To mark the 40th anniversary of the Convention on International Trade in Endangered Species of Wild Fauna and Flora (CITES), Federal Environment Minister Barbara Hendricks has taken on sponsorship of two young snow leopards. The twin cubs were born in early May 2016 at the zoo in Neunkirchen in Saarland. With the start of the sponsorship, the twin cubs were also given names: they are called Anusha and Askar. Minister Hendricks remarked: “I decided to call them Anusha and Askar as these names are a reminder of the species’ home and habitat, Central Asia. Snow leopards are a fascinating species; they are skilled survivors in cold habitats of snow and rock. However, we humans have pushed them to the brink of extinction. It is now high time we take measures to secure their future. The snow leopard siblings represent many other endangered species across the world under threat from poaching and illegal trade in wildlife.”
Germany’s Nature and Biodiversity Conservation Union (NABU) launched a contest to find suitable names for the cubs. A selection of the most popular suggestions was put together, from which Minister Hendricks then chose the names Anusha (which means “beautiful morning” or “star) and Askar (which means “snowy mountain”).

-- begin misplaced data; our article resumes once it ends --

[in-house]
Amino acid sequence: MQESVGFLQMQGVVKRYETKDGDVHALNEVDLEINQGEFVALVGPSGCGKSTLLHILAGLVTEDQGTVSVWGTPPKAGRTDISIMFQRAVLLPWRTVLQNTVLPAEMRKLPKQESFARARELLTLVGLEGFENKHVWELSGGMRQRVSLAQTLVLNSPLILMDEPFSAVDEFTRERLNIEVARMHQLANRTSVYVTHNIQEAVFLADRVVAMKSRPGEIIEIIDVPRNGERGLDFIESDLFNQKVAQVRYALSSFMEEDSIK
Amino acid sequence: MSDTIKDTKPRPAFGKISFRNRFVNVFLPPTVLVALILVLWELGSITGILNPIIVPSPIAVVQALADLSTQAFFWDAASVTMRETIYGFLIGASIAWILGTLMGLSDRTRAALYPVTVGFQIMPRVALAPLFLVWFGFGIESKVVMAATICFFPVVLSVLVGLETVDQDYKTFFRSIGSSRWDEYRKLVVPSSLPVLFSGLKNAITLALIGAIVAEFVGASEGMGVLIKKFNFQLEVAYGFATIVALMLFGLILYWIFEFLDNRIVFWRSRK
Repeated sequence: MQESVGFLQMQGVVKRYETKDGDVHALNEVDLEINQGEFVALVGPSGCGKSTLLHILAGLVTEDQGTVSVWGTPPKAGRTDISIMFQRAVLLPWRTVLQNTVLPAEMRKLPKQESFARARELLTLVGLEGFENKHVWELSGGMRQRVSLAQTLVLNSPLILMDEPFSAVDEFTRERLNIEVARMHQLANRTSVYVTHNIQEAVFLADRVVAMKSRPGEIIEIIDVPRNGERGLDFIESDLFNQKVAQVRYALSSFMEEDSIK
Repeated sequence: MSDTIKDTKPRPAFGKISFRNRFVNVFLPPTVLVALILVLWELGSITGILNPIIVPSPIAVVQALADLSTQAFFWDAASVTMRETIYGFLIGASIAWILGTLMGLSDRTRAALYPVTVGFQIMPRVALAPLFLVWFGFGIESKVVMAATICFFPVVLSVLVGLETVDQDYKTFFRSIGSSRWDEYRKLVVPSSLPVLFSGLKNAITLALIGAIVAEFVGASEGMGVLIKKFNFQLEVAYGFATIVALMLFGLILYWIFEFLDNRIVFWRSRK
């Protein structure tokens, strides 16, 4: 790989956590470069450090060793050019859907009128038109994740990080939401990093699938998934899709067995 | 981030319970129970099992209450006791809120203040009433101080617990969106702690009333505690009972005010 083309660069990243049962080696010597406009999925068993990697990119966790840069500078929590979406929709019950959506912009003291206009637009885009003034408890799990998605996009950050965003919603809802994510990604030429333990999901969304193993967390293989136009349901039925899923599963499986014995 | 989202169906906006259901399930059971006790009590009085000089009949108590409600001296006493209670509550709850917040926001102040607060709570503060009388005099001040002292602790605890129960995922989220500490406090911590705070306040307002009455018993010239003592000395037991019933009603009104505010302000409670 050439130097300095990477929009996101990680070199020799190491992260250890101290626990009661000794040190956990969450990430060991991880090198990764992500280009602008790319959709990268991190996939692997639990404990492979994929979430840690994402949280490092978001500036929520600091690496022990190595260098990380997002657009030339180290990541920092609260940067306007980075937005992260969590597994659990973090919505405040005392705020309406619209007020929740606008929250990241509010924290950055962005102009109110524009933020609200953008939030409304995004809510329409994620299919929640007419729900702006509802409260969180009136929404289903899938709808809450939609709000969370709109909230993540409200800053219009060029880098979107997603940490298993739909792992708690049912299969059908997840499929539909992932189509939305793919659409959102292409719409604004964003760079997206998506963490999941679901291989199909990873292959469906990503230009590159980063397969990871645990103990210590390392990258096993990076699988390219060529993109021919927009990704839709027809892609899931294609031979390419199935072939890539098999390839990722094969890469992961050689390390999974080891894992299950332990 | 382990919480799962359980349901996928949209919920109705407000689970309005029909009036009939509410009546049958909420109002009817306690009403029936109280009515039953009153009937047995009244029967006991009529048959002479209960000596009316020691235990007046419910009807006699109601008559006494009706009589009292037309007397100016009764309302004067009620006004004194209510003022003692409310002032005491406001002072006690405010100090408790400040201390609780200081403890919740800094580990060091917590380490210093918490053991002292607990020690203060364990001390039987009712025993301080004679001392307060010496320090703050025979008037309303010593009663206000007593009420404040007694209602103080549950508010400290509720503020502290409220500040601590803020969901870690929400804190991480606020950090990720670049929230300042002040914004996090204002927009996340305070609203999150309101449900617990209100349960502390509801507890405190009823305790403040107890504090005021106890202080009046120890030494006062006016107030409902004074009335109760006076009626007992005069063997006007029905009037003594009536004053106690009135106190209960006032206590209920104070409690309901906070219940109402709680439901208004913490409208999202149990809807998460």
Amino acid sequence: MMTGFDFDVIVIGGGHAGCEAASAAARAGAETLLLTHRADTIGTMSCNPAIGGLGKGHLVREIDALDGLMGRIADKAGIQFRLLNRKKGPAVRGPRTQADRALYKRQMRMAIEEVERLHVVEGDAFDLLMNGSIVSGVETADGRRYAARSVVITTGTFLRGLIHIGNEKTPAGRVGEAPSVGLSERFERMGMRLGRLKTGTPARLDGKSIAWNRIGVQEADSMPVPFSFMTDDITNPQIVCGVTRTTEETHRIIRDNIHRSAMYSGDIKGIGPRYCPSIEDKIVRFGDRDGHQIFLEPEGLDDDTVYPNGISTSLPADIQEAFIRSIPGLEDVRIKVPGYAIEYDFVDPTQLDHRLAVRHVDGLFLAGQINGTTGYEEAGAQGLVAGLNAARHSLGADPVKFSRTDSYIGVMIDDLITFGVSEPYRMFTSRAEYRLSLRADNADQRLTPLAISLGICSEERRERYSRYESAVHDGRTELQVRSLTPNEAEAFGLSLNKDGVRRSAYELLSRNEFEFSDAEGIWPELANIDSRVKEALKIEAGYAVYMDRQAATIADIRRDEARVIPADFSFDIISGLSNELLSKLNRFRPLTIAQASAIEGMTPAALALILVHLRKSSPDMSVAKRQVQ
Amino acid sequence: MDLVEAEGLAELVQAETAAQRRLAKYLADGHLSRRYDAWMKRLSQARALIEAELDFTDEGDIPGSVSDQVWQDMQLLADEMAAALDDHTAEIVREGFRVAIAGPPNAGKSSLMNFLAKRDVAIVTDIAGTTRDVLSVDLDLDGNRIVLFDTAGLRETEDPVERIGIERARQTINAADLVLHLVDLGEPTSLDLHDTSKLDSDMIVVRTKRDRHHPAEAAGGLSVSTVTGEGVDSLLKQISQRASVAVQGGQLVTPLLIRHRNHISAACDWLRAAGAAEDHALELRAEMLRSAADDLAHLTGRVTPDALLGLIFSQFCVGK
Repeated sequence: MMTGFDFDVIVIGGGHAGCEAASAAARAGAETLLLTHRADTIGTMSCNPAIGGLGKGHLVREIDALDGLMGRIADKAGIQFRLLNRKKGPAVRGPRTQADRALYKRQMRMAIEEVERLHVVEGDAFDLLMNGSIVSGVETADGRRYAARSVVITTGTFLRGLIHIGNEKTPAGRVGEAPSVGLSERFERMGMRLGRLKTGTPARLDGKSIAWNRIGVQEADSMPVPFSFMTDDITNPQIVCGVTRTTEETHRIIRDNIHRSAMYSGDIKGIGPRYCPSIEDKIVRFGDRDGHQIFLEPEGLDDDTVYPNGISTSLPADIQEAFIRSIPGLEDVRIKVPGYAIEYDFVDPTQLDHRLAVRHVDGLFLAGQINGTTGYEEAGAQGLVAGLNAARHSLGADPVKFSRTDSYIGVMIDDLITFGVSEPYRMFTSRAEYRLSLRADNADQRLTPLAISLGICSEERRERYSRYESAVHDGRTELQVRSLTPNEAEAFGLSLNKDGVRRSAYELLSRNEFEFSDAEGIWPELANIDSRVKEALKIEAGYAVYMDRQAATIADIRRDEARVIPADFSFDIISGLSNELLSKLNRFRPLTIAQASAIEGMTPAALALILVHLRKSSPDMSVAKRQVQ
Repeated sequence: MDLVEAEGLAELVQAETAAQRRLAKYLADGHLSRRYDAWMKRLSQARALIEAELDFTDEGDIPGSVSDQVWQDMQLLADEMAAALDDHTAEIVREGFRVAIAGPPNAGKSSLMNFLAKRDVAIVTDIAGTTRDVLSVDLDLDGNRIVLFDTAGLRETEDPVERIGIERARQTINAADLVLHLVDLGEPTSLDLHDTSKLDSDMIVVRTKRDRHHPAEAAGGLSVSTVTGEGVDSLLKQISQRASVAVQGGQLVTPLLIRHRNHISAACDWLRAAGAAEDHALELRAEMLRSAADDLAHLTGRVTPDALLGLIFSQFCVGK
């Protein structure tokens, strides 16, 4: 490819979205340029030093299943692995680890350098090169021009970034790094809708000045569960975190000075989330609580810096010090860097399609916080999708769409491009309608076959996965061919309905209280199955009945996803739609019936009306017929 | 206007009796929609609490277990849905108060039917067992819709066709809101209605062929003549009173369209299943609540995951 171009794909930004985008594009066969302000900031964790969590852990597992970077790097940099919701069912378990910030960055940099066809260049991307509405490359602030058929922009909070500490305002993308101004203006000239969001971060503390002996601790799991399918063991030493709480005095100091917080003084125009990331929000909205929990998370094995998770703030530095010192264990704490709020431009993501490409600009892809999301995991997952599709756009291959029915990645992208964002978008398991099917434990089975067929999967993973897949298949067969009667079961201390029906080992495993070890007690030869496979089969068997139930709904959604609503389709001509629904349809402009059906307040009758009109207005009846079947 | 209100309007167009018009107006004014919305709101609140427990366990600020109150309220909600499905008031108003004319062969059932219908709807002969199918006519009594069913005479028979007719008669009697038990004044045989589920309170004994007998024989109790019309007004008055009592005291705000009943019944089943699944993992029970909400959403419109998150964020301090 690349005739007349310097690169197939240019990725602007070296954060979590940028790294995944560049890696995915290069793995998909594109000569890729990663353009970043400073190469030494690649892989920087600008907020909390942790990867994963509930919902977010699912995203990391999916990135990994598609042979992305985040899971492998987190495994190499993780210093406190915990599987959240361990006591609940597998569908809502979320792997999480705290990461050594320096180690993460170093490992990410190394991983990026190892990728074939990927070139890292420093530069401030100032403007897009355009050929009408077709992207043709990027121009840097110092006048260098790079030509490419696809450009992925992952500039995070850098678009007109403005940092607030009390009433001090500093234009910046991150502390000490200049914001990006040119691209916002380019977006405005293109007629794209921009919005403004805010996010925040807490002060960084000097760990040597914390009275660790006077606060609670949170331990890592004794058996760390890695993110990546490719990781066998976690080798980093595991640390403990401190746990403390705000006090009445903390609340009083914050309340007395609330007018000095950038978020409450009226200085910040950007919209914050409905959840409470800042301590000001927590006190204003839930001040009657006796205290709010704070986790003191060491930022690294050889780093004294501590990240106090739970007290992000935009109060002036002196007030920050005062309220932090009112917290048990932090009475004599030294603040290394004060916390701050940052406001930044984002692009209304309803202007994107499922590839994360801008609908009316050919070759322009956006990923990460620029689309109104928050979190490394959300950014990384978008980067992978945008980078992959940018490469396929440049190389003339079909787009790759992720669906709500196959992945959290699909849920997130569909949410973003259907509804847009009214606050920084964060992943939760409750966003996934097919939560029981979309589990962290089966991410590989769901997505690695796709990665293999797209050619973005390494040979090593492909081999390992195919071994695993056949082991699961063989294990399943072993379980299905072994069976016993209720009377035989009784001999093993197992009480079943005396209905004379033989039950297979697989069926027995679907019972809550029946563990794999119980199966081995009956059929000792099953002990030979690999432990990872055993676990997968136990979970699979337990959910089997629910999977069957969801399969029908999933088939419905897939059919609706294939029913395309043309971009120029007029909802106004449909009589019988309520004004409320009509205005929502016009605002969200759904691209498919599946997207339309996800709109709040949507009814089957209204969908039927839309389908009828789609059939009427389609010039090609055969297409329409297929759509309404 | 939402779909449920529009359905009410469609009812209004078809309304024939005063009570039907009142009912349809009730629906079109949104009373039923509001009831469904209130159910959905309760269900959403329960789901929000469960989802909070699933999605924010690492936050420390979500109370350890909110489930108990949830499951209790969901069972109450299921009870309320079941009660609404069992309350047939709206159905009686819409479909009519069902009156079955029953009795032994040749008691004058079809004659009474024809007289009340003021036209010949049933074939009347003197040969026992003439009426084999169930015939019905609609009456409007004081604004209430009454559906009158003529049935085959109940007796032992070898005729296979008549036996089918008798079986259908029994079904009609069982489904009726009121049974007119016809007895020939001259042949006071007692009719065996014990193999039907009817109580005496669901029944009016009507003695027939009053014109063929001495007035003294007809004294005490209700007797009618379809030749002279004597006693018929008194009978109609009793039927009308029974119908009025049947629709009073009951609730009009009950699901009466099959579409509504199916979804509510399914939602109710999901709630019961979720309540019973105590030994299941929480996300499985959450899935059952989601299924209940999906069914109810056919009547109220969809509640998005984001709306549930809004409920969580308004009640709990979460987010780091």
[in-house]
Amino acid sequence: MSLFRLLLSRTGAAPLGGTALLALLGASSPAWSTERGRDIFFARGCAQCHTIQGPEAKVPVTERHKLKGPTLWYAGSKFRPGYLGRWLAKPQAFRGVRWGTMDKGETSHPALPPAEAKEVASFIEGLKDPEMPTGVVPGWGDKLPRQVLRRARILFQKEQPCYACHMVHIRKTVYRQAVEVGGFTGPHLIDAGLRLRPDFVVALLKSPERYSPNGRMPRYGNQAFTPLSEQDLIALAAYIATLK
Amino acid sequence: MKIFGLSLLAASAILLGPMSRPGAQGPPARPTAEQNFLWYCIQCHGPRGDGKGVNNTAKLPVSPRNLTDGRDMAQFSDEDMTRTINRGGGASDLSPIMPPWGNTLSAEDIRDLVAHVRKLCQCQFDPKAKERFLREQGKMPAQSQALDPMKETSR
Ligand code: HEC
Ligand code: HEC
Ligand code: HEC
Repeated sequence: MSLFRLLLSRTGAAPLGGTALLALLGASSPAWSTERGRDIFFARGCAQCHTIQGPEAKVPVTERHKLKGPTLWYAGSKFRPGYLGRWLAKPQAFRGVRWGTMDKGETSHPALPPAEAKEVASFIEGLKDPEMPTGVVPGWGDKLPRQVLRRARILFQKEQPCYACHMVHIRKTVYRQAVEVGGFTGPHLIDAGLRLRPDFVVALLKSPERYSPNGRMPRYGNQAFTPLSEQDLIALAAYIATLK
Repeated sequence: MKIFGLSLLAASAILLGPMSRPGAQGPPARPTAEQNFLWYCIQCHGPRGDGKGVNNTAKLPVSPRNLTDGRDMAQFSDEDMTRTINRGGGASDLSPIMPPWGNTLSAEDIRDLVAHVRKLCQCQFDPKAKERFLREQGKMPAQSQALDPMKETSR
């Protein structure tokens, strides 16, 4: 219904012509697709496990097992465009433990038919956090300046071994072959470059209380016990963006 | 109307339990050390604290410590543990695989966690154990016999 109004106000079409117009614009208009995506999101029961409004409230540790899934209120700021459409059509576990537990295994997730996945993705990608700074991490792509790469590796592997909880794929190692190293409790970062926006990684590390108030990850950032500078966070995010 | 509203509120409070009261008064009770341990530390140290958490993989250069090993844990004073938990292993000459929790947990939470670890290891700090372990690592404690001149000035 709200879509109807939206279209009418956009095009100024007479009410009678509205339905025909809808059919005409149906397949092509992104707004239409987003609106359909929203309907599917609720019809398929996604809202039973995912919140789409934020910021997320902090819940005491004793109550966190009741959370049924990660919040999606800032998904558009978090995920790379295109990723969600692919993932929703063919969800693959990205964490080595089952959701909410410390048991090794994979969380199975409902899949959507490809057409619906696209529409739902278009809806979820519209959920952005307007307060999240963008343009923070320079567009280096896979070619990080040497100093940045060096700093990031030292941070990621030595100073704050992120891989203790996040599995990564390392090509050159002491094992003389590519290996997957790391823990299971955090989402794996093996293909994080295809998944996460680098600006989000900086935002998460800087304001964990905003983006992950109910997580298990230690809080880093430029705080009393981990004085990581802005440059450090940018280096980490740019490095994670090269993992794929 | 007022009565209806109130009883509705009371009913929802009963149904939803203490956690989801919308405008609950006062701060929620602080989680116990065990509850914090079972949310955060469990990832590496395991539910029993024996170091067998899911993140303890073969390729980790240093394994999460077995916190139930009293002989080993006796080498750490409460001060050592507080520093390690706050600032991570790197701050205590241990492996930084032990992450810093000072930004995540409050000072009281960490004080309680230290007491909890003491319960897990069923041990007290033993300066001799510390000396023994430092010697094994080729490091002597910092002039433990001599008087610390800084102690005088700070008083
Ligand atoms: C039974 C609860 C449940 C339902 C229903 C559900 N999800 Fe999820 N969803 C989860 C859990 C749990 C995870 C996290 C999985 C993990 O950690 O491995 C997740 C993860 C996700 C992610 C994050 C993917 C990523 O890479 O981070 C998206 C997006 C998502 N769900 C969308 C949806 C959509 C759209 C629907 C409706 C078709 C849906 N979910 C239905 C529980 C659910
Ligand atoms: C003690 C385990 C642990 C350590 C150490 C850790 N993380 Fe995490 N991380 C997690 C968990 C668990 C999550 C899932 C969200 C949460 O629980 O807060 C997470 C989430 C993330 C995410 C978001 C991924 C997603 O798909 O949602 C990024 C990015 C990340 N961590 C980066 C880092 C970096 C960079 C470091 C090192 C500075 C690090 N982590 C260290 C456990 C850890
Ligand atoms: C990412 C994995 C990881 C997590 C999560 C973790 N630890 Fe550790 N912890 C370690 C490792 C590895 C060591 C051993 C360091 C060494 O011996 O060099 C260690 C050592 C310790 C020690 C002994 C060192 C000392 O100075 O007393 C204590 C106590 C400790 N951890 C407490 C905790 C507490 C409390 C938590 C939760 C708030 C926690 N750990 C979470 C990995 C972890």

Snow leopards live in the high mountainous regions in Central Asia and are among the species included on the IUCN Red List of Threatened Species. There are only between 4000 and 6400 of these big cats left roaming the barren landscape at the Roof of the World. They are poached for their valuable fur, and their bones are illegally traded for use in traditional Asian medicine. The decline of the snow leopard is further exacerbated by shepherds who hunt them to protect their grazing livestock, the destruction of their natural habitat and the increasing impacts of climate change.
The BMUB is working hard at global level to combat poaching and professionally organised trafficking in wildlife products. To counteract these trends, the BMUB is supporting projects in Africa and Asia with a total of three million euros. This ensures, for example, that financing is provided to improve the monitoring of animals in protected areas such as national parks. Conservation breeding in zoos plays an important role alongside the protection of wild snow leopards. With its four snow leopards, the Neunkirchen Zoo is part of the European Endangered Species Programme established in 1985. The programme manages approximately 200 snow leopards in 90 zoos and animal parks.